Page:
Mystery/Thriller Book Review:
Sherlock Holmes and the Eye of Heka by David Marcum.
MX Publishing, $16.95 trade paper (300p) ISBN 978-1-78705-833-0
Sherlock Holmes and the Eye of Heka
David Marcum. MX Publishing, $16.95 trade paper (300p) ISBN 978-1-78705-833-0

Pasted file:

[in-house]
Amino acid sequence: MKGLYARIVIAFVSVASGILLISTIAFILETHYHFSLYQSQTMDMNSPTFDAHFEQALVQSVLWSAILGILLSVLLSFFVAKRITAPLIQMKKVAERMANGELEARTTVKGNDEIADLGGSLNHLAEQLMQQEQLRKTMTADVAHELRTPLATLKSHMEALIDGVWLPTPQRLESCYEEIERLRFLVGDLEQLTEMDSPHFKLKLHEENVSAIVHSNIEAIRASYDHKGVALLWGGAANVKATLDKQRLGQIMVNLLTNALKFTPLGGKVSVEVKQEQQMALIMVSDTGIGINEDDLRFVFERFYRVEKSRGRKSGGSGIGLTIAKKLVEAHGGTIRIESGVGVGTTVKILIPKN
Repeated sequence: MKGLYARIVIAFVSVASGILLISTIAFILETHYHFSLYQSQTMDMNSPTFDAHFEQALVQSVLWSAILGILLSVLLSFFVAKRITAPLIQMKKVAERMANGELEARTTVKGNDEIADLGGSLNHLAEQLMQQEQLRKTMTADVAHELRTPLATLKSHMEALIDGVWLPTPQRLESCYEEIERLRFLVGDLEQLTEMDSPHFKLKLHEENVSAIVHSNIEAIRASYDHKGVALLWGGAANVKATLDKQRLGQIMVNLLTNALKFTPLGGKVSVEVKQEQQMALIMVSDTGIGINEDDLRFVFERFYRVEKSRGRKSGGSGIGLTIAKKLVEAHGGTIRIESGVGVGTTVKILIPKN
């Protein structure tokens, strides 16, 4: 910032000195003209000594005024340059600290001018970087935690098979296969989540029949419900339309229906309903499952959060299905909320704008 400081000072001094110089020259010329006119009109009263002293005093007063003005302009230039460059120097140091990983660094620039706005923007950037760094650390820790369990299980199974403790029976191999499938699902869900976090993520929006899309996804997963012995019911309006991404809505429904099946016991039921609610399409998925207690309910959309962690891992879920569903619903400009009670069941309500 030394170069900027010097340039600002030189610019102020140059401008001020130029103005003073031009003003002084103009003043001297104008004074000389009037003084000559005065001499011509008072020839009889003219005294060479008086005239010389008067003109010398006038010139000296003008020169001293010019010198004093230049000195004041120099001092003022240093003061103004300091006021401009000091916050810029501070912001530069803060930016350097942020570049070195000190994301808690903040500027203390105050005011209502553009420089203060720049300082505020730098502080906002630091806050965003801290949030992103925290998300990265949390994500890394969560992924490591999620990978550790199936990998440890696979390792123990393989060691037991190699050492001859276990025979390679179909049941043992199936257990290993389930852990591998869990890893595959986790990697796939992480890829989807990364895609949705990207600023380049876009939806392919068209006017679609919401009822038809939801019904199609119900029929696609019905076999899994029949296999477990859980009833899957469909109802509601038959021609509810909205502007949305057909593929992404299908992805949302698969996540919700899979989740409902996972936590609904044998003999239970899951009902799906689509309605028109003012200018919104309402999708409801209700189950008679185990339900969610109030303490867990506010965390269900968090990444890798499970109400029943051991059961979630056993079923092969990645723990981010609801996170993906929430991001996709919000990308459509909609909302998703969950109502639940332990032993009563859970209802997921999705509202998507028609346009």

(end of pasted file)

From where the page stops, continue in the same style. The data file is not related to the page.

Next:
In his superlative first novel, Marcum (The Papers of Sherlock Holmes, a story collection) assuredly handles multiple intriguing plots while plausibly adding emotional depth to Dr. Watson. In 1888, the doctor has resumed living in Baker Street following the sudden death of his wife, Constance, from diphtheria after about a year of marriage. The tragedy, which Watson believes could have been averted had he made better medical decisions, continues to torment him as he aids Holmes in trying to thwart Baron Meade, a criminal also made desperate by a loss. Meade’s son was killed the year before during the chaos of the Bloody Sunday riot (a real-life protest against unemployment and coercion in Ireland), and the nobleman plans a terror attack to avenge himself against the British government. The hunt for Meade coincides with the search for the thief of the large ruby known as the Eye of Heka, part of an effigy of an African deity and a jewel believed to channel magical energy. Marcum expertly balances deduction and action as he more than meets the challenge of recreating the spirit and tone of Conan Doyle’s originals. Sherlockians will clamor for a sequel. (Sept.)